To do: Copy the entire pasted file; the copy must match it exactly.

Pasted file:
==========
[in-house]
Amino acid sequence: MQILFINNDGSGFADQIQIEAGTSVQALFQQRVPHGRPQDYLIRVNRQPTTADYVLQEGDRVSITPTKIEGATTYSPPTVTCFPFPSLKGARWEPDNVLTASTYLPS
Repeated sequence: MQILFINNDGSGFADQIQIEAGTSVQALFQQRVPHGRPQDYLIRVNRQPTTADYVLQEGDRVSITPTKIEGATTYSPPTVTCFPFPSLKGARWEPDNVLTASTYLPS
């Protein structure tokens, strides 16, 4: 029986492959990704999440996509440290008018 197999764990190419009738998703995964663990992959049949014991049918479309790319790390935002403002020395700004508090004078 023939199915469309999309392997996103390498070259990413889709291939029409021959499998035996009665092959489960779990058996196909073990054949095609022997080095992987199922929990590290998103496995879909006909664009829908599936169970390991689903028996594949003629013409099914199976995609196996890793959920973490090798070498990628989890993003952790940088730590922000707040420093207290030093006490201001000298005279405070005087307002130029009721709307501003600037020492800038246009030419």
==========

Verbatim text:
[in-house]
Amino acid sequence: MQILFINNDGSGFADQIQIEAGTSVQALFQQRVPHGRPQDYLIRVNRQPTTADYVLQEGDRVSITPTKIEGATTYSPPTVTCFPFPSLKGARWEPDNVLTASTYLPS
Repeated sequence: MQILFINNDGSGFADQIQIEAGTSVQALFQQRVPHGRPQDYLIRVNRQPTTADYVLQEGDRVSITPTKIEGATTYSPPTVTCFPFPSLKGARWEPDNVLTASTYLPS
């Protein structure tokens, strides 16, 4: 029986492959990704999440996509440290008018 197999764990190419009738998703995964663990992959049949014991049918479309790319790390935002403002020395700004508090004078 023939199915469309999309392997996103390498070259990413889709291939029409021959499998035996009665092959489960779990058996196909073990054949095609022997080095992987199922929990590290998103496995879909006909664009829908599936169970390991689903028996594949003629013409099914199976995609196996890793959920973490090798070498990628989890993003952790940088730590922000707040420093207290030093006490201001000298005279405070005087307002130029009721709307501003600037020492800038246009030419």